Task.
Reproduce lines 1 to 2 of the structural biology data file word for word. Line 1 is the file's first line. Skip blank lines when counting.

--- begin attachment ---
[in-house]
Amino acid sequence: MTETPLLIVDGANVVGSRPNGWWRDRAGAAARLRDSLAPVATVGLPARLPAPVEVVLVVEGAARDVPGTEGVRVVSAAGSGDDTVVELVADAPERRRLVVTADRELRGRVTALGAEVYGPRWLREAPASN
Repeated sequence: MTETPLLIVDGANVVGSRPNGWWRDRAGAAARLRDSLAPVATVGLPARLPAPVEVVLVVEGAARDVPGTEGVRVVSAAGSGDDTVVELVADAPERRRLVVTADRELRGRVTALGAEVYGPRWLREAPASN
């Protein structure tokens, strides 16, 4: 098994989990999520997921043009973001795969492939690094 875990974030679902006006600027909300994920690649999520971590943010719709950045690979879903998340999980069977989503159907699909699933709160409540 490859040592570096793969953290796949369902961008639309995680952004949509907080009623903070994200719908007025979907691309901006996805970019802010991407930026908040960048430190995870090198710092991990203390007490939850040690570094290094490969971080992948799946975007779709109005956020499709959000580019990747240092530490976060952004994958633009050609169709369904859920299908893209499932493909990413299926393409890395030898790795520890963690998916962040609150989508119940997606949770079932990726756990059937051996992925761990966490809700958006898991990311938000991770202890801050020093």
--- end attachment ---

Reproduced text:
[in-house]
Amino acid sequence: MTETPLLIVDGANVVGSRPNGWWRDRAGAAARLRDSLAPVATVGLPARLPAPVEVVLVVEGAARDVPGTEGVRVVSAAGSGDDTVVELVADAPERRRLVVTADRELRGRVTALGAEVYGPRWLREAPASN